Abstract: Diversity is considered key to research, innovation and growth. However, throughout the literature, the exact meaning of the notion of diversity is often left in the midst. What is more, whilst the relation between diversity and productivity growth by now has been extensively addressed, still few empirical studies exist that address the relationship between diversity and innovation directly. To fill in this gap in the literature, this paper offers an empirical analysis of the relationship between technological diversity and the impact of innovation at the EU regional level whilst including different measures of diversity oriented at different levels of technological detail. Using EPO patent data, first, a set of different measures related to diversity is created exploiting the hierarchical structure of patent classes of the International Patent Classification (IPC). Second, the impact of innovation is captured by two citation-based indicators. Whilst the count of (field-normalized) citations is used to proxy the quality of innovation in terms of average impact, the number of highly cited patents is used as a proxy for top-quality innovation in terms of research excellence. Concerning the average impact of innovation, we clearly observe an advantage of specializing in innovation activities in few and related technological sectors. Localization economies can operate not only at low levels of aggregation, but also at a very high level, depending on the classification scheme. Results for research excellence are similar, with two main differences though. First, the impact of evenness on research excellence is non-monotonic in the level of aggregation and can be significant also for a very high level of aggregation. Second, while localization has positive impact on research excellence at the lowest level of aggregation similarly to average quality, a negative impact is found for all the other levels. The main conclusion of this paper holds that related specialization (conceived in terms of either similarity or related variety) and localization have a positive effect on the impact of EU regional innovation the more technological detail is taken into account. Our results then first and foremost stress the importance of taking into account (i) the relations among different technologies and (ii) the appropriate level of technological detail along which relations among technologies play out. As related specialization has a positive effect on technological impact, policymakers could consider either one of two policy options in order to boost the impact of innovation in Europe. One option concerns steering related specialization and localization at a coarse-grained technological level further as to increase the impact of innovation. If related diversification and not related specialization is considered to be a viable policy option in Europe, then the reward system of innovation should be drastically revised.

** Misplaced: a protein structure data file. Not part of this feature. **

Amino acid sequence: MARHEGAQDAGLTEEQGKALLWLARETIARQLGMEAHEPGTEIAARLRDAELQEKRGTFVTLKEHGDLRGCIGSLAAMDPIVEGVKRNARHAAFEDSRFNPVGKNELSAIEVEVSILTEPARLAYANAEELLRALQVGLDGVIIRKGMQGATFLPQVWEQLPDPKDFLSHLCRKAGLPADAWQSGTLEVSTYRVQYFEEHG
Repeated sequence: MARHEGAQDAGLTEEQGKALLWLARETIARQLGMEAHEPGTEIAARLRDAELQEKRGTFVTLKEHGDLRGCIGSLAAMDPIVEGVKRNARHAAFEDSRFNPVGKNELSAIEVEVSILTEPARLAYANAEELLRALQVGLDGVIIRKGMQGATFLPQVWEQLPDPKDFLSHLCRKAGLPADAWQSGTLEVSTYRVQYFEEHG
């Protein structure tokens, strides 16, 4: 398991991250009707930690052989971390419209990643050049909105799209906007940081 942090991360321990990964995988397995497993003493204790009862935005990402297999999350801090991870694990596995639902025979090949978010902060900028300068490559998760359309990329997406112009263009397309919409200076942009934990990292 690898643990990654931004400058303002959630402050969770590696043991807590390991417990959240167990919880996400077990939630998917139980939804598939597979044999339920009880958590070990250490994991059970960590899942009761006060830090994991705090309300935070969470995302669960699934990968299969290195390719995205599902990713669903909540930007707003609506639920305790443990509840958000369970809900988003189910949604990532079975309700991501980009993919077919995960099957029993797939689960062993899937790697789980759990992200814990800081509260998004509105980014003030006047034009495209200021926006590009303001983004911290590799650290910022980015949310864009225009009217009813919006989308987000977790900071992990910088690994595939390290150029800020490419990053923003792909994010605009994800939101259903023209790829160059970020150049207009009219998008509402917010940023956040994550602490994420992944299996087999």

Keywords: Specialization; related variety; unrelated variety; regional innovation systems
    JEL: R11
    Date: 2015–10
  18. By: Charlie Karlsson; Johan Klaesson; Özge Öner
    Abstract: There is an abundant literature on industrial ecology aiming at explaining the survival propensity of recently started firms. The majority of the contributions concentrate on the character¬istics of the entre¬preneur, the new firm or the industry. Only a small mi¬nority of the ex¬isting studies consider the influence of the loca¬tion where the new firm has been started on survival probability. The evidence of the importance of location in the literature is mixed. However, only a limited share of these studies analyzes the im¬portance of lo¬calized external economies of scale for the survival of newly founded firms. This relative lack of studies is intriguing since, for example, the ?new economic geography? theory empha-sizes the role that clusters of individual industries and of complementary indus¬tries within a distinct geo¬graph¬ical area play in terms of proxim¬ity and network externalities. Thus, a basic motivation for this paper is that the absolute majority of business survival stud¬ies disregard the fundamental facts that every new firm is started in a specific location. A sec¬ond motivation is the fact that in many of the studies that include spatial factors as explana¬tory factors the representation of these factors are often not ideal. A third motivation is that the representa¬tion of geographical space has not taken into consideration of the importance of the hierarchical structure of geographical space. The purpose of this paper is to test the influence of demand and supply conditions and general economic milieu in localities on the survival of newly founded firms while controlling for firm and industry characteristics and using a proper representation of the hierarchical structure of geographical space.